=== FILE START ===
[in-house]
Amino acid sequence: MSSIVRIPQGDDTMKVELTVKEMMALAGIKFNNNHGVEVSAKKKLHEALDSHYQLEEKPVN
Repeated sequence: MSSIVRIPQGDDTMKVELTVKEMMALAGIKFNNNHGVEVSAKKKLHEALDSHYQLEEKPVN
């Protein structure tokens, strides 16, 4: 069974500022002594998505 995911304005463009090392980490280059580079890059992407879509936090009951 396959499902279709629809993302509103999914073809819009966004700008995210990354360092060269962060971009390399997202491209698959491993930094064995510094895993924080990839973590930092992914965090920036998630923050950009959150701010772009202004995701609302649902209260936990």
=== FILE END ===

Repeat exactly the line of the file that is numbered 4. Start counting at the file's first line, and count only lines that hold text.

């Protein structure tokens, strides 16, 4: 069974500022002594998505 995911304005463009090392980490280059580079890059992407879509936090009951 396959499902279709629809993302509103999914073809819009966004700008995210990354360092060269962060971009390399997202491209698959491993930094064995510094895993924080990839973590930092992914965090920036998630923050950009959150701010772009202004995701609302649902209260936990």